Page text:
Pavement painting project creates dynamic crosswalks

Published 12:10 am Thursday, September 29, 2022

The Salisbury Public Art Commission put out a call to artists in 2021 for the first Paint the Pavement Project, but it was almost a year before the project could fully come to life.

The event had to be postponed, as many things, did, due to COVID, but last weekend, artists were at last able to put their larger than life designs on pavement.

On Saturday, the city worked from 1 to 7 p.m. to prepare the pavement in five selected crosswalks, then from 8 a.m. to 7 p.m. on Sunday the selected artists worked on their pieces.

In developing the project, other mural projects in other communities were explored, according to Alyssa Nelson, urban design planner in the Community Planning Services for the city.

“Painted crosswalks present an opportunity to celebrate diversity, inclusivity, enrichment and creativity,” said the explanation of the call for applicants. “The community-sourced creations encourage a sense of connectedness and collaboration, while making art that is accessible to all. Installations in Salisbury’s Railwalk Arts district (funded by the North Carolina CARES for Arts Grant from Rowan Arts Council) will transform blasé white striped asphalt into vibrant, inspired installations. If that weren’t enough, painted crosswalks offer these additional
potential benefits of reducing traffic incidents and increasing foot traffic.”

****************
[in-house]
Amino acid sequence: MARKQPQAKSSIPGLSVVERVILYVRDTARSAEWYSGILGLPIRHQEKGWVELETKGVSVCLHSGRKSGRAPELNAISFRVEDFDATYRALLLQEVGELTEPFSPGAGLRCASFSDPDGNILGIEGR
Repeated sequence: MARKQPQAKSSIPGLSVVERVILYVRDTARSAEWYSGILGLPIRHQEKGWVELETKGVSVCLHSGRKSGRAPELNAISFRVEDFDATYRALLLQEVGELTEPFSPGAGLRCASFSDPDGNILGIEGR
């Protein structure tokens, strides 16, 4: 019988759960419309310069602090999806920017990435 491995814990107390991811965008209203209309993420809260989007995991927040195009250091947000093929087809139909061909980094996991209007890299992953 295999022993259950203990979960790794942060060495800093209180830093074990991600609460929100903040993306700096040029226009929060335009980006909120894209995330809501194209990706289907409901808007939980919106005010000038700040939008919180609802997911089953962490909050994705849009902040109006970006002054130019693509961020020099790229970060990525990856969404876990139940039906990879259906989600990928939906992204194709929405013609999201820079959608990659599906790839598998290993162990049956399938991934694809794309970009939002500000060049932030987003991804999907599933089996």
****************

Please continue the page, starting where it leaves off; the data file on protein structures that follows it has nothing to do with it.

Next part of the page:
Nelson said she was “just so excited by the explanations we got from artists about why they wanted to participate. I mean they got right to the heart.” She was also pleased that the artists chosen represented “a true cross section of people, from families to individuals, and from all walks of life, which is what we hoped for, a group that would represent our whole community.”

For the project, selected artists or teams painted their design on one of five crosswalks in the Railwalk Arts District which is at the intersection of Kerr and Lee streets, as well as on a new crosswalk at Lee Street theatre and the Farmer’s Market Pavilion.

Nelson said the location was a natural choice for the artwork, but she would not object if the city asked about other locations.

There was no cost to enter, and all materials were supplied by the Salisbury Public Art Commission. This project was made possible through a Rowan Arts Council grant.

Designs were selected by a local and diverse selection committee. Individual Rowan County artists, groups, neighborhood associations, community organizations, businesses, nonprofits, schools and/or churches were encouraged to apply and could submit up to five entries. Work will be monitored and on display for a minimum of one year.

See a photo gallery of the artists in action here: